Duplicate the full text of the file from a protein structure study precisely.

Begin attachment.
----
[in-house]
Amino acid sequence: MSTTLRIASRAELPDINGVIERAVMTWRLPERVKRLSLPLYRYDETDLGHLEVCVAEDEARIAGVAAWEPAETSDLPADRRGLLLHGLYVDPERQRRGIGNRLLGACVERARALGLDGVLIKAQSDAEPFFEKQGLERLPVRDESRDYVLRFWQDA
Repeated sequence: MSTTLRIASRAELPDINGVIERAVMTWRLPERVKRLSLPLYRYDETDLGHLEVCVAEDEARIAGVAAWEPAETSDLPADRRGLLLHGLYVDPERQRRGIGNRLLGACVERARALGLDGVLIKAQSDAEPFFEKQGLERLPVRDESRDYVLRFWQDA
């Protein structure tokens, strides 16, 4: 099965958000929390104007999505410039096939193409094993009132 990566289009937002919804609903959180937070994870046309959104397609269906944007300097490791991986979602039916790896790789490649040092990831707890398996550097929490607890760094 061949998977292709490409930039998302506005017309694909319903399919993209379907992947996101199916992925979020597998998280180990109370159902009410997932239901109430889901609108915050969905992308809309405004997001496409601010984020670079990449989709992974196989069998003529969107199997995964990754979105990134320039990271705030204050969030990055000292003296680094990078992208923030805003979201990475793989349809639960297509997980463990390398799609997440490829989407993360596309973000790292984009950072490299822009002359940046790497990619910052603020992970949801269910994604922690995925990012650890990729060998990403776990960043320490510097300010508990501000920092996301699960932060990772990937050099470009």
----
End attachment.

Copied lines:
[in-house]
Amino acid sequence: MSTTLRIASRAELPDINGVIERAVMTWRLPERVKRLSLPLYRYDETDLGHLEVCVAEDEARIAGVAAWEPAETSDLPADRRGLLLHGLYVDPERQRRGIGNRLLGACVERARALGLDGVLIKAQSDAEPFFEKQGLERLPVRDESRDYVLRFWQDA
Repeated sequence: MSTTLRIASRAELPDINGVIERAVMTWRLPERVKRLSLPLYRYDETDLGHLEVCVAEDEARIAGVAAWEPAETSDLPADRRGLLLHGLYVDPERQRRGIGNRLLGACVERARALGLDGVLIKAQSDAEPFFEKQGLERLPVRDESRDYVLRFWQDA
């Protein structure tokens, strides 16, 4: 099965958000929390104007999505410039096939193409094993009132 990566289009937002919804609903959180937070994870046309959104397609269906944007300097490791991986979602039916790896790789490649040092990831707890398996550097929490607890760094 061949998977292709490409930039998302506005017309694909319903399919993209379907992947996101199916992925979020597998998280180990109370159902009410997932239901109430889901609108915050969905992308809309405004997001496409601010984020670079990449989709992974196989069998003529969107199997995964990754979105990134320039990271705030204050969030990055000292003296680094990078992208923030805003979201990475793989349809639960297509997980463990390398799609997440490829989407993360596309973000790292984009950072490299822009002359940046790497990619910052603020992970949801269910994604922690995925990012650890990729060998990403776990960043320490510097300010508990501000920092996301699960932060990772990937050099470009």